At the beginning, Groil is just a mystery. Who (or what) is responsible for eating the giant misshapen vegetables that Andrew hides on the roof of the garden shed to keep Mr. Stock the gardener from realizing that they're not being eaten?
Young Aidan Cain is wild to find out who it could be, because he can see that there are trampled bits of grass at the edge of the shed, looking like someone stood there. And it almost makes no sense, because the roof of the shed is over 15 feet high.
Finally, Aidan hears munching noises at night, and races out with a flashlight to discover a very very tall person, wearing a kind of loincloth and a very unsubstantial garment above the waist that looks a bit like a fisherman's net, and with very mussed-up hair. When Andrew's face appears at a window, it turns out that Andrew knew this person, and knew that his name was Groil. It shocks Groil that Andrew has grown so old since he last saw him. Andrew, it turns out, is the one who gave Groil the netlike garment, which at one point was Andrew's old jumper.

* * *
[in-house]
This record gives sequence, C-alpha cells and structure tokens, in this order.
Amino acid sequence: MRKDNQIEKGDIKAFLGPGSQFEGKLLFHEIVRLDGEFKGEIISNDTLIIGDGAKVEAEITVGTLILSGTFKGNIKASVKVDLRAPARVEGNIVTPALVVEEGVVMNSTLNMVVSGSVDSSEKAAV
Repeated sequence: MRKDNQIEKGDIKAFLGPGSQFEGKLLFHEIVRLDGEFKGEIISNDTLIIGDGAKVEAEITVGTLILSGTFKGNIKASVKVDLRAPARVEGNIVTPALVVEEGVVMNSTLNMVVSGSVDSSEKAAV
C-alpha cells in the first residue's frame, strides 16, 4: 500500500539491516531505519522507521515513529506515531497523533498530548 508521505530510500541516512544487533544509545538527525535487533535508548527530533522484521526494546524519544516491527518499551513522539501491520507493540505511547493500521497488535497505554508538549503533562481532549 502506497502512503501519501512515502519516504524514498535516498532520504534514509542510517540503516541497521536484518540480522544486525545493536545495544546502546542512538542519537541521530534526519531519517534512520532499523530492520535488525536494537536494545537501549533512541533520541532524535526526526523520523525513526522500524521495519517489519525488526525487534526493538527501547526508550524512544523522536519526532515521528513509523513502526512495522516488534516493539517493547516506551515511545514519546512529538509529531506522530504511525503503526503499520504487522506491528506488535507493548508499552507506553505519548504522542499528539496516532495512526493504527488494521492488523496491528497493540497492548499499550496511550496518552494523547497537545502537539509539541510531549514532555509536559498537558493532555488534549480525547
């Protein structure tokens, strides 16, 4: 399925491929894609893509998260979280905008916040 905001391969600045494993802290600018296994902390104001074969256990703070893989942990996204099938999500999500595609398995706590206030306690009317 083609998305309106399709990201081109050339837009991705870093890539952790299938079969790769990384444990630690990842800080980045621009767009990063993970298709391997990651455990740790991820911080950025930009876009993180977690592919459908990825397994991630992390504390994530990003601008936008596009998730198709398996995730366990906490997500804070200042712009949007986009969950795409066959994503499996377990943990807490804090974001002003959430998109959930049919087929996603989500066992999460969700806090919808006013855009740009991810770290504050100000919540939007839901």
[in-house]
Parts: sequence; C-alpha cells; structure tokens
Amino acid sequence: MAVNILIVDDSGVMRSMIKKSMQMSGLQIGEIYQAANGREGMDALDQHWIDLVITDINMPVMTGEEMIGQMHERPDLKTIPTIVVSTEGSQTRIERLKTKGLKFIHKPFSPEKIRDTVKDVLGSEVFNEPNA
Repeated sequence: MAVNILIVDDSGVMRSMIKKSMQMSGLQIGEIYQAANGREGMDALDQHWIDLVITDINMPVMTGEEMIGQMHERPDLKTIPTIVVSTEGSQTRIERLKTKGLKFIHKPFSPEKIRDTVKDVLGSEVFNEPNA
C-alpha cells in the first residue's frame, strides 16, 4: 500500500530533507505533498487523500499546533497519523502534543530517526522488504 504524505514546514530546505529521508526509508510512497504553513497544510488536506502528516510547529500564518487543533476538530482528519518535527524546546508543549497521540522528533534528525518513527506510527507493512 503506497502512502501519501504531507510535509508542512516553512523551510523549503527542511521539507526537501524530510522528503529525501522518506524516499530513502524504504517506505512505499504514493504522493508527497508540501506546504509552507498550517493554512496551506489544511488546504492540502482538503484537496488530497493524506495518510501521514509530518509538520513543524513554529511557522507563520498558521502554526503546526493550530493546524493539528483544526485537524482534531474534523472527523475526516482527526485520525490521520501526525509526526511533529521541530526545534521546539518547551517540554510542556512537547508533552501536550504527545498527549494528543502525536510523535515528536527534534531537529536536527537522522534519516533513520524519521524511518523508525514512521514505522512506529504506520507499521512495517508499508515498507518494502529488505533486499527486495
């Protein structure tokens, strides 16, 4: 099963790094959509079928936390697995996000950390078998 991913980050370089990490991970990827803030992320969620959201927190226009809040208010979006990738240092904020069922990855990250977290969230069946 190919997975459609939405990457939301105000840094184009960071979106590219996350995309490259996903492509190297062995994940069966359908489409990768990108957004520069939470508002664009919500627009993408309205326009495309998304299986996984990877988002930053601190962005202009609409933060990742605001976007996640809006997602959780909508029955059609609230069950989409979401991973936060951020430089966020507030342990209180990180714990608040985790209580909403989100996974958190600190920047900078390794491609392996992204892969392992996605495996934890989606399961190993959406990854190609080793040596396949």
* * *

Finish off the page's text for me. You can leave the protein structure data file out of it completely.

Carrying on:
Groil is kind, and innocent, and stubborn, and he's poised halfway between a magical kind of world and the world Aidan is living in. He is a giant, but he can make himself smaller and denser when he wants. He observes a lot of what happens around Melstone House, even if he doesn't always understand it.
He is touched and grateful when Aidan decides to enlarge his own old clothes so that they'll fit Groil, and does that so well that they're too big for him at the moment, and have to have the sleeves and trouser cuffs rolled up, which quite delights Groil.
Groil does Aidan several favors too, and is a wonderful part of this novel.